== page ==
The first day of class we worked on knife skills. Our chef-instructor showed us the different cuts we were to practice--the juilienne, the brunoise, the macedoine, and so on. I was proudly whizzing through each cut, putting into practice what I'd learned that summer. The chef has even commented on my success, and deep down I felt highly satisfied with myself.

You know that saying, "Pride comes before a fall"? There's a reason people say that; there's a reason why that actually gets passed down through generations. I soon found out why.

We were working on mincing and I had a pile of parsley on my board. I looked away for a second. One second--or the amount of time it took me to realize that I was missing a fingertip. I cut the top of my finger off. On the first day of school. Before our lunch break. What am I doing here?

After rushing to the bathroom, avoiding passing out, and dissuading my chef from sending me to the hospital, I realized that I instinctively threw the other part of my finger into the recycle bin. I couldn't even get sorting the garbage right.

If taken to the task of creating a litmus test for how badly I wanted this, cutting a finger off was the way to quickly figure it out. I returned to class, silently digesting a wedge of humble pie.

But today I didn't make pie. Today, in an effort to redeem haughty herb-mincing, I made gremolata. And my hands are still in tact.

Gremolata is a condiment made of fresh herbs, lemon and garlic. Although it can be made with a number of herbs like cilantro or mint, it is classically made with flat-leaf parsley. Gremolata is most often served with osso bucco (veal shanks), but also lends bright flavors to steak, seafood and vegetable dishes.


1/4 cup flat-leaf parsley, minced
1 garlic clove, minced
zest of one lemon
1 T. olive oil
pinch of salt to taste

Combine the ingredients and set aside until ready to serve.

Simple roasted lamb chops are a perfect springtime dish to showcase this humble, but, worthy condiment.


She needs an umbrella with her chocolate chips.

New York is not for the faint of heart. I have a theory that New Yorkers are unlike anyone else, if only because of the brutal and often unpredictable weather patterns we brace ourselves for every season.

March in New York proves this point in its entirety.

On Friday, it was a balmy 75 degrees, with the promise of warm spring around the corner. Today, freezing rain and gusty wind escorts us into the new week. If New Yorkers, at times, seem too tough and not quick enough to exchange toothy grins and hugs, this is why.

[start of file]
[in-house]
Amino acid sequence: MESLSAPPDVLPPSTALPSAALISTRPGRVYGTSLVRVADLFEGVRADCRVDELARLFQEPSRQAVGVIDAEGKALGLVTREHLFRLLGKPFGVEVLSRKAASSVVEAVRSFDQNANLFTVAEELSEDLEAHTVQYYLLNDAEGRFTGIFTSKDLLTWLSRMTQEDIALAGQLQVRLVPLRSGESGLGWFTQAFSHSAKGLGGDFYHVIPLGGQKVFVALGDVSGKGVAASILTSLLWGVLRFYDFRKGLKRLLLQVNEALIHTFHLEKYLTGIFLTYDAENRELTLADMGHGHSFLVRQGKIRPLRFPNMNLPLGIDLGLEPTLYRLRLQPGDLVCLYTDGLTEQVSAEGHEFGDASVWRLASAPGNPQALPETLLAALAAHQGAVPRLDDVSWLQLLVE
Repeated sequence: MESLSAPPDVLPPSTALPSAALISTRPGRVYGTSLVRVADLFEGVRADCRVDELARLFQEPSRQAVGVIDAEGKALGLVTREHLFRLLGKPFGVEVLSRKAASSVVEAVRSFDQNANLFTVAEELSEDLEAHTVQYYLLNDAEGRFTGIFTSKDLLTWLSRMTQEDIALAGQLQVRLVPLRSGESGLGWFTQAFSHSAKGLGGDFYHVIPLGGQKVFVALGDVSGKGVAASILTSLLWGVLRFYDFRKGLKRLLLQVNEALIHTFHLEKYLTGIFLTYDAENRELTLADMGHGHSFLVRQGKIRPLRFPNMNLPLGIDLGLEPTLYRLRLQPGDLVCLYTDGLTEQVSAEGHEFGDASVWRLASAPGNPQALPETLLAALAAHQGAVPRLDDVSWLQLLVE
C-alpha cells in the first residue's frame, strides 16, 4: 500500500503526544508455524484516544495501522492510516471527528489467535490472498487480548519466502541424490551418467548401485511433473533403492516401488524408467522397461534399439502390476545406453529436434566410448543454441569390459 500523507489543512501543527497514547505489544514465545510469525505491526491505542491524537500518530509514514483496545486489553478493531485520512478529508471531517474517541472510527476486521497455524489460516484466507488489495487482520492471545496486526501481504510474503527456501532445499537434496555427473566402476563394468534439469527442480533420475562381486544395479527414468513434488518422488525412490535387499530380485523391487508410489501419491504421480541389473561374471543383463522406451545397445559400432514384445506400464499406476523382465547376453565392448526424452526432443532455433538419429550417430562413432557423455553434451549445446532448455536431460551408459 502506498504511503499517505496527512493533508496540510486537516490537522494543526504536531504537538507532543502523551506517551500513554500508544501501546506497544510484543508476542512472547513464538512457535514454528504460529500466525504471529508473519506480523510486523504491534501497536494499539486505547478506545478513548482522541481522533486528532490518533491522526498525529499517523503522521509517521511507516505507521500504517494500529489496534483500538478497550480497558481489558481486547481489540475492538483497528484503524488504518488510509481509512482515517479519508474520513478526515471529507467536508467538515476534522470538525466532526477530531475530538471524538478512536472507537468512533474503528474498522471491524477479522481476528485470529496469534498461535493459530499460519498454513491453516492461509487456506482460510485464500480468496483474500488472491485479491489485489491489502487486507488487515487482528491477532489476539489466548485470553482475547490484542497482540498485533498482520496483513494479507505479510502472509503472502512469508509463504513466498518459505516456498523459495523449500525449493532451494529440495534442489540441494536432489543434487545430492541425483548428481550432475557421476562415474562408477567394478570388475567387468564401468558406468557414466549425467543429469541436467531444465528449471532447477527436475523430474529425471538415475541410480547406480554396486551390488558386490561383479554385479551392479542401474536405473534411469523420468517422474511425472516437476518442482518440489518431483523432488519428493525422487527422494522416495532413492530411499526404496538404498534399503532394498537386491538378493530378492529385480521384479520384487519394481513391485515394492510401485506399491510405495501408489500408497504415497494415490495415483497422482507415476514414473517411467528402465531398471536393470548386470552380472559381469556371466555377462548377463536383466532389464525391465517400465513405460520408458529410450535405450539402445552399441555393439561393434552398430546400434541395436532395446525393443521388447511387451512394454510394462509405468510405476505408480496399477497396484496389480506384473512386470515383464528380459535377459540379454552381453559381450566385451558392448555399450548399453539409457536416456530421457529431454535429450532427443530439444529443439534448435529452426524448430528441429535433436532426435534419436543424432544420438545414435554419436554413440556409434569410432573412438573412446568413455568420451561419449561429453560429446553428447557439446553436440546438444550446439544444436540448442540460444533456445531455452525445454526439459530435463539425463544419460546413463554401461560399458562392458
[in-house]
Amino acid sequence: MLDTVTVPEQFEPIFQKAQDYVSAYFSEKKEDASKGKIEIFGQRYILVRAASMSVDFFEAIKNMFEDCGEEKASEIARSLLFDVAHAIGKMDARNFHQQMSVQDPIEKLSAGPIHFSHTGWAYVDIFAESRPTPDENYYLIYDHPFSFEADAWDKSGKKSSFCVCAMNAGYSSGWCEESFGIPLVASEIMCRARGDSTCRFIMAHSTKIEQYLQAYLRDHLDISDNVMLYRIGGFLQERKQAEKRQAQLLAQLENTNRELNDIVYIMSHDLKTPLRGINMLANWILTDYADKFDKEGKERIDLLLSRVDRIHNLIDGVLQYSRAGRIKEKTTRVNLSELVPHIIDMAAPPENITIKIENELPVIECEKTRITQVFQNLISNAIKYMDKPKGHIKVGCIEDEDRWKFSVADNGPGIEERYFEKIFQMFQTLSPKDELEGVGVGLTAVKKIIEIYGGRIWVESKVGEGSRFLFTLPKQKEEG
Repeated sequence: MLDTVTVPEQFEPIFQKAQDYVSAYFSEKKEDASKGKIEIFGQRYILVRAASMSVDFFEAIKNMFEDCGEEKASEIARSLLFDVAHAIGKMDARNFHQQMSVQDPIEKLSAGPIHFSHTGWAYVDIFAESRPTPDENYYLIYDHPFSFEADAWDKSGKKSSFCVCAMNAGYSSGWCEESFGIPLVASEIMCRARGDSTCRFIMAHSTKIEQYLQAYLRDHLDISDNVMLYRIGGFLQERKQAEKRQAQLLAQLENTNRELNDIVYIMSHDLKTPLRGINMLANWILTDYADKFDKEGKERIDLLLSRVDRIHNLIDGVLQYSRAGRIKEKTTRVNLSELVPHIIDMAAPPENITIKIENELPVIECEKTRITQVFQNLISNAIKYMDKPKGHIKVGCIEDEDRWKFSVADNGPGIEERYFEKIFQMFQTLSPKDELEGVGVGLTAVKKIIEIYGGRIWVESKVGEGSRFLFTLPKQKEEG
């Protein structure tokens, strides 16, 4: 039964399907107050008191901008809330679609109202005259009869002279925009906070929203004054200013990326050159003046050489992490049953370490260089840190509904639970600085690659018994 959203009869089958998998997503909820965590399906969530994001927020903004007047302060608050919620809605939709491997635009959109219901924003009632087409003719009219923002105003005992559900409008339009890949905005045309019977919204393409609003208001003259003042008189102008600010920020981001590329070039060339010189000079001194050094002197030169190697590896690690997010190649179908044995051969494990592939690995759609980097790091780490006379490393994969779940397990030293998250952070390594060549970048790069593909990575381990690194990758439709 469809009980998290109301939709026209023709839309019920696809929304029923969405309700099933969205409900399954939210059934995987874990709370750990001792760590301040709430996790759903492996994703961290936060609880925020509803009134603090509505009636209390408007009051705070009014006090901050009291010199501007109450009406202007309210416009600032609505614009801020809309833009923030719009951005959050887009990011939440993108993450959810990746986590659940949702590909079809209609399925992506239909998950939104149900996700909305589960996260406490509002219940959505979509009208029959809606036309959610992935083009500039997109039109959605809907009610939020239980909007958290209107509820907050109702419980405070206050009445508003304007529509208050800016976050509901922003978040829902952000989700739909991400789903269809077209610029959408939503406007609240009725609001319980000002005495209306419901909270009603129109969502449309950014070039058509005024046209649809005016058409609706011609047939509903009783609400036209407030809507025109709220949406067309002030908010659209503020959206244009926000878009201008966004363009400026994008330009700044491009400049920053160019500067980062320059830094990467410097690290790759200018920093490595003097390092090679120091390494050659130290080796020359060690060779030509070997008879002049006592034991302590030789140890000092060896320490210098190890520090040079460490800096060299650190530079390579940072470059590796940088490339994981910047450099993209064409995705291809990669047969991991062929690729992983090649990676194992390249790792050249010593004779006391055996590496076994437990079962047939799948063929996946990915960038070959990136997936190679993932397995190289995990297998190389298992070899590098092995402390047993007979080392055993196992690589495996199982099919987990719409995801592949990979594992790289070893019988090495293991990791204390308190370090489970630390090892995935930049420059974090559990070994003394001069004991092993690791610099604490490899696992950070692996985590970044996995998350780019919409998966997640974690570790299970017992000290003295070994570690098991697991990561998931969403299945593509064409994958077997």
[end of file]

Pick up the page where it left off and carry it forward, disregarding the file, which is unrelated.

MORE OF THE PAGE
If you lived in sunny Miami, wouldn’t you be inclined to smile a little bigger and step a little lighter?

Luckily, there are certain things that make the gray days more palatable: Family, friends, chocolate-chip cookie bars—or a combination of all three, not always in that order. Fortunately for me, all of the above assembled in our apartment this weekend. As I think about us laughing, acting silly, and passing around a plate of these cookies, I find myself more capable of dealing with a gloomy Monday. At times you need a vacation, other times you need family and sometimes you simply need comfort food. Clouds are lifting.

This recipe is adapted from Food & Wine’s Chocolate-Chip-Pecan Cookie Bars. I prefer to replace the pecans with sliced, toasted almonds.

A bit of espresso mixed into the flour highlights the flavor of the chocolate;  replacing some of the sugar with quality maple syrup deepens the flavor, while cutting out some of the processed sugar.

Rainy days never tasted so good.

Chocolate-Chip-Almond Bars
(adapted from Food & Wine)
Makes about 16 bars

  1. 1 cup sliced almonds, toasted
  2. 4 tablespoons unsalted butter, softened
  3. 2 tablespoons canola oil
  4. 1/4 cup plus 2 tablespoons granulated sugar
  5. 1/4 cup plus 2 tablespoons maple syrup
  6. 1 large egg
  7. 1 teaspoon pure vanilla extract
  8. 1 teaspoon ground espresso
  9. ½ teaspoon ground cinnamon
  10. 1 1/2 cups whole wheat pastry flour
  11. 1/2 teaspoon baking soda
  12. 1/2 teaspoon kosher salt
  13. 1 cup semisweet chocolate chips

  1. Preheat the oven to 350° and line the bottom of a 9-by-13-inch baking pan with parchment paper. Spread the almonds in a small skillet and toast over low heat until golden and fragrant, about 4 minutes.